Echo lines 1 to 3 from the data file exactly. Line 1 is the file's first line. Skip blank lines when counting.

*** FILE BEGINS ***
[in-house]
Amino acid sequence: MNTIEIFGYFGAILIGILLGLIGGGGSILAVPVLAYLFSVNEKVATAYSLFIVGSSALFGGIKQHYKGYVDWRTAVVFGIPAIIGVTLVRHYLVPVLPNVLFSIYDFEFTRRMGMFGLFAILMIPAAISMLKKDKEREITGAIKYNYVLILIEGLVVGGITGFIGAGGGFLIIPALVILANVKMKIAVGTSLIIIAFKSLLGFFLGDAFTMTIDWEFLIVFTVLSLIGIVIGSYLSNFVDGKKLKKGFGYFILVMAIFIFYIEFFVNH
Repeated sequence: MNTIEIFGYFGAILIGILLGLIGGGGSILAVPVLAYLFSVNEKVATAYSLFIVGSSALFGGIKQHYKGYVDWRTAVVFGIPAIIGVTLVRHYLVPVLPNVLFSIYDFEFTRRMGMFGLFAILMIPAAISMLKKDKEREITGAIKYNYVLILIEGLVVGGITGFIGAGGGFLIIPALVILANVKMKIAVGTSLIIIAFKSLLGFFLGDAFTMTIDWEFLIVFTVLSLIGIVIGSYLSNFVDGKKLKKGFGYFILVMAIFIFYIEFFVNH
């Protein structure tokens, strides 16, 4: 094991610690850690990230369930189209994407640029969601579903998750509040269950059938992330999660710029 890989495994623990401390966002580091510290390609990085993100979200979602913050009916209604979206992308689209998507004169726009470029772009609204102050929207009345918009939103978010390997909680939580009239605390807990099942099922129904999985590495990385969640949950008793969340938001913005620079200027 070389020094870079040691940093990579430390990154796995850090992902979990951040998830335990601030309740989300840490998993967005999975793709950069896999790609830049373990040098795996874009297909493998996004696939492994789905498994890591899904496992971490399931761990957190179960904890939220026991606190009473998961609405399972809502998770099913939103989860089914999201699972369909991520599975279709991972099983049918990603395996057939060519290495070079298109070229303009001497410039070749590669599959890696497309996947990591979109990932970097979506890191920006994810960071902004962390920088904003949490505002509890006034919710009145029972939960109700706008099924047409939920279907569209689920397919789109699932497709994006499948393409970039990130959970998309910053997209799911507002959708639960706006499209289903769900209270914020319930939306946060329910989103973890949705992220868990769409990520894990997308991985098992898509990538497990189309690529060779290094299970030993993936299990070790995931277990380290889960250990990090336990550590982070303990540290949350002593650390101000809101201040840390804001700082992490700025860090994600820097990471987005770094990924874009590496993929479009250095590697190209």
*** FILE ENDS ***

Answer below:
[in-house]
Amino acid sequence: MNTIEIFGYFGAILIGILLGLIGGGGSILAVPVLAYLFSVNEKVATAYSLFIVGSSALFGGIKQHYKGYVDWRTAVVFGIPAIIGVTLVRHYLVPVLPNVLFSIYDFEFTRRMGMFGLFAILMIPAAISMLKKDKEREITGAIKYNYVLILIEGLVVGGITGFIGAGGGFLIIPALVILANVKMKIAVGTSLIIIAFKSLLGFFLGDAFTMTIDWEFLIVFTVLSLIGIVIGSYLSNFVDGKKLKKGFGYFILVMAIFIFYIEFFVNH
Repeated sequence: MNTIEIFGYFGAILIGILLGLIGGGGSILAVPVLAYLFSVNEKVATAYSLFIVGSSALFGGIKQHYKGYVDWRTAVVFGIPAIIGVTLVRHYLVPVLPNVLFSIYDFEFTRRMGMFGLFAILMIPAAISMLKKDKEREITGAIKYNYVLILIEGLVVGGITGFIGAGGGFLIIPALVILANVKMKIAVGTSLIIIAFKSLLGFFLGDAFTMTIDWEFLIVFTVLSLIGIVIGSYLSNFVDGKKLKKGFGYFILVMAIFIFYIEFFVNH